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R.I.P Ruth Asawa – Art/Activism from Black Mountain College to San Francisco

Ruth Asawa died at age of 87

Ruth Asawa, one of California’s most admired sculptors and the first Asian American woman in the nation to achieve recognition in a male-dominated discipline, died Monday night. She was 87.
Ms. Asawa’s name perhaps will serve as a reminder of the importance of preserving artwork. This year, a proposed Apple store threatened her early 1970s “Hyatt Fountain on Union Square,” on steps between the Hyatt Hotel and the adjacent Levi’s outlet.
After furious public protest, the city rejected Apple’s plans and told the company to redo them to ensure that the fountain sculpture survives.

Ruth Asawa: Objects & Apparitions (youtube)

Ruth Asawa’s Faces on the wall

Asawa with kids

Because of anti-Japanese prejudice, Ms.A sawa was unable to obtain mandatory teaching credentials. She instead entered Black Mountain College in North Carolina, an educational experiment that in its brief life span became a hotbed of artistic innovation. It attracted future luminaries such as Buckminster Fuller, John Cage, Franz Kline, Robert Creeley, Charles Olson and Bauhaus exile Josef Albers who, improbably, acted as Ms. Asawa’s mentor.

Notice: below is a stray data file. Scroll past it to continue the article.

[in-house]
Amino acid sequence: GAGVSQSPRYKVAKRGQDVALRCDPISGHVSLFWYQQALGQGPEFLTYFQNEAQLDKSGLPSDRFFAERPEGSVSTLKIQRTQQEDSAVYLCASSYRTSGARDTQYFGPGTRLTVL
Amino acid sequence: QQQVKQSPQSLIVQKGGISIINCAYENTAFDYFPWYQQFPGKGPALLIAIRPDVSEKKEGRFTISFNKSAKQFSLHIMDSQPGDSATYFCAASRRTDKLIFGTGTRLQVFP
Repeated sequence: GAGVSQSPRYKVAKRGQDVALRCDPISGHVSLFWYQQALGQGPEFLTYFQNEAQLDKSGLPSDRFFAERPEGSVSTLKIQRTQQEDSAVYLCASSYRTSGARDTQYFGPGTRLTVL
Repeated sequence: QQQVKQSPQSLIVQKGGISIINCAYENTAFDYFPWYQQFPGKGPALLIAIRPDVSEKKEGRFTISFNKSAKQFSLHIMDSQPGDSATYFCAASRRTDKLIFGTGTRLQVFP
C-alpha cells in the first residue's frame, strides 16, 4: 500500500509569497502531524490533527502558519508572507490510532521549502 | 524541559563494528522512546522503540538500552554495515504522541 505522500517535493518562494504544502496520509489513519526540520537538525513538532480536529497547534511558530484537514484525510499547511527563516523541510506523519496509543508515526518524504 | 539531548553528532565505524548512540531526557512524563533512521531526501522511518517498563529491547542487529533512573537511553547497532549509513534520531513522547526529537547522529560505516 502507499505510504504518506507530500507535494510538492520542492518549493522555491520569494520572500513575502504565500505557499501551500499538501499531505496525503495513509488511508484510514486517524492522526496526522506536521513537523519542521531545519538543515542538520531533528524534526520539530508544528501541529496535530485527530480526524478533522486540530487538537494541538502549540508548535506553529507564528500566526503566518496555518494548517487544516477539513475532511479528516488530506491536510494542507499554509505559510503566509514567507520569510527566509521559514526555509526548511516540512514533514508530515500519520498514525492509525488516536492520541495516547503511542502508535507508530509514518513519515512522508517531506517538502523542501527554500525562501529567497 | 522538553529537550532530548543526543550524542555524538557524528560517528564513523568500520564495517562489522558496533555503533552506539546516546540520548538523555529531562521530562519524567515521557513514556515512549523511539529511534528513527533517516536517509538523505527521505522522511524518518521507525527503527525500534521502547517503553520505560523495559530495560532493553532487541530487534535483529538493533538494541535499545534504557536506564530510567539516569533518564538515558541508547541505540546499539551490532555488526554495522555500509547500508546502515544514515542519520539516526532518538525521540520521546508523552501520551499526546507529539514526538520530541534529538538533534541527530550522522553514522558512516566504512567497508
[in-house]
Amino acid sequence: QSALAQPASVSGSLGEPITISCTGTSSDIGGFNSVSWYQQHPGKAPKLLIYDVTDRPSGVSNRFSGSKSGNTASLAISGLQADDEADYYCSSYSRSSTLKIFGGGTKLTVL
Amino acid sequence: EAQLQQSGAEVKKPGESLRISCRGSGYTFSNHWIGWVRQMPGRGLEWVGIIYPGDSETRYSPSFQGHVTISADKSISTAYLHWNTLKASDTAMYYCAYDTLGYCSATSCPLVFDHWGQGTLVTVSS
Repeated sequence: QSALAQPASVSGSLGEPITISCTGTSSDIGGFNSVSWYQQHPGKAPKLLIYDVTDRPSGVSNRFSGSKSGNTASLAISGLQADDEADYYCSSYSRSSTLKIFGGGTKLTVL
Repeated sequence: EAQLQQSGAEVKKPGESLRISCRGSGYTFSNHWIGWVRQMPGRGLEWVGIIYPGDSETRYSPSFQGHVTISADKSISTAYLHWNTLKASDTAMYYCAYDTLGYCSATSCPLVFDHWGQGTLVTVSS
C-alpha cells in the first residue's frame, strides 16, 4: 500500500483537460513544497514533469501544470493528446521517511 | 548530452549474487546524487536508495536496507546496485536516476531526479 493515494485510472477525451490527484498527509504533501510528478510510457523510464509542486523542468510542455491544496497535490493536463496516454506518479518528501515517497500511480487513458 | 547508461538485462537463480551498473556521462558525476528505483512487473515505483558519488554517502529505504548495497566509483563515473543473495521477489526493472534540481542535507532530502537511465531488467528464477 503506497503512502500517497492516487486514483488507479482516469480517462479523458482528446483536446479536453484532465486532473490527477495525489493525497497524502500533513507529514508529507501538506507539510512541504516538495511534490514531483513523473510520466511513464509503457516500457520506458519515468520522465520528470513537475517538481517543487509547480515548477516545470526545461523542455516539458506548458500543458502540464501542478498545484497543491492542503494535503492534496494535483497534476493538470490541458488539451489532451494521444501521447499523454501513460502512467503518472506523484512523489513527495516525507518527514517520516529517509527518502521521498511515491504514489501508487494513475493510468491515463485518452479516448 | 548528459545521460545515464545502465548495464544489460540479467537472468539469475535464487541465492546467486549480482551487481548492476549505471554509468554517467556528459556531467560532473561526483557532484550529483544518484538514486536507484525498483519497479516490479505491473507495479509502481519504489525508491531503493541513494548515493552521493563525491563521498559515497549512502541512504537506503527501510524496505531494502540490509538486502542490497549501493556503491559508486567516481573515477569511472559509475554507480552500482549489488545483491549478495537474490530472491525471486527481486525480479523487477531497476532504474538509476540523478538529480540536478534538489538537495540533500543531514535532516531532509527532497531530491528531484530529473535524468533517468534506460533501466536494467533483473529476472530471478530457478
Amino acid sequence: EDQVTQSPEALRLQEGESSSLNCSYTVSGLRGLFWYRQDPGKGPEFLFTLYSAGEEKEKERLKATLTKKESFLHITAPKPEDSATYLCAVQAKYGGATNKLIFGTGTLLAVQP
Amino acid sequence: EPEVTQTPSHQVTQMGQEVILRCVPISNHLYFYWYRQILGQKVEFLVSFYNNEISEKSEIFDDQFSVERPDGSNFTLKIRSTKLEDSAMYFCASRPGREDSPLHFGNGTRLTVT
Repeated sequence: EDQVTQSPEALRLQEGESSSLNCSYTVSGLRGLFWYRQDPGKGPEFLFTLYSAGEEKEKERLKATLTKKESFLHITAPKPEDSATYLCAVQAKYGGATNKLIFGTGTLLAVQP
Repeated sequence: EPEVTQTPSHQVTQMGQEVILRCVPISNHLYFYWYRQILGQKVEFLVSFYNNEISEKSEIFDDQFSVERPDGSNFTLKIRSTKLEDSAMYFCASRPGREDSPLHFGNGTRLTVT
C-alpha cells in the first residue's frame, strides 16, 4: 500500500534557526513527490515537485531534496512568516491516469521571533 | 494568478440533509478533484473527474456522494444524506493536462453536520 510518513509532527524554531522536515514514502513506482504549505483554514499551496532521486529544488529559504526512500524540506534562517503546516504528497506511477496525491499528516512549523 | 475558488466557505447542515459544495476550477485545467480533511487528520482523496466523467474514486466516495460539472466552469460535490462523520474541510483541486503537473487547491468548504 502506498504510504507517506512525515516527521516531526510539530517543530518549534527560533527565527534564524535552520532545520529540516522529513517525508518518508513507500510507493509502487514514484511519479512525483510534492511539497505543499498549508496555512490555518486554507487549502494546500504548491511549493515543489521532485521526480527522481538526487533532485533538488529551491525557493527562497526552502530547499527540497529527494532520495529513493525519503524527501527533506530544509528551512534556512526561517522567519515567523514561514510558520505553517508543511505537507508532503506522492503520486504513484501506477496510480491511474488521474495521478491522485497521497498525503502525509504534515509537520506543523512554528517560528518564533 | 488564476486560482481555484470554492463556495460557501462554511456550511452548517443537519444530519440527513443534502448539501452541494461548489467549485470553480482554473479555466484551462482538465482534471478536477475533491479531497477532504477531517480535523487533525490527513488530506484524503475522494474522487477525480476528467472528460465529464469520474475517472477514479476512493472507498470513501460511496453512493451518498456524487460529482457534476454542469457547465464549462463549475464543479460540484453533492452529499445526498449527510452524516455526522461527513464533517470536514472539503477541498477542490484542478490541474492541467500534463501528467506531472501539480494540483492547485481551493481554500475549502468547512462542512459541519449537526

Ms. Asawa left Black Mountain after three years, emboldened to devote her life to art. She had met there, and soon married, architect and designer Albert Lanier (1927-2008), with whom she had six children.

Ms. Asawa’s other notable public work includes the Japanese-American Internment Memorial in San Jose and the Andrea Mermain Fountain in San Francisco. In addition, the de Young Museum, which honored Ms. Asawa with a career retrospective in 2006-07, has dedicated the ground floor lobby area of its tower to ongoing display of her work.

  • View a gallery of Interment photos

  • Chair drawing by Ruth Osawa

    Portrait of Ruth Asawa by Immogen Cunningham..

    Update: now that she is dead.. she gets rare Solo show in NY.

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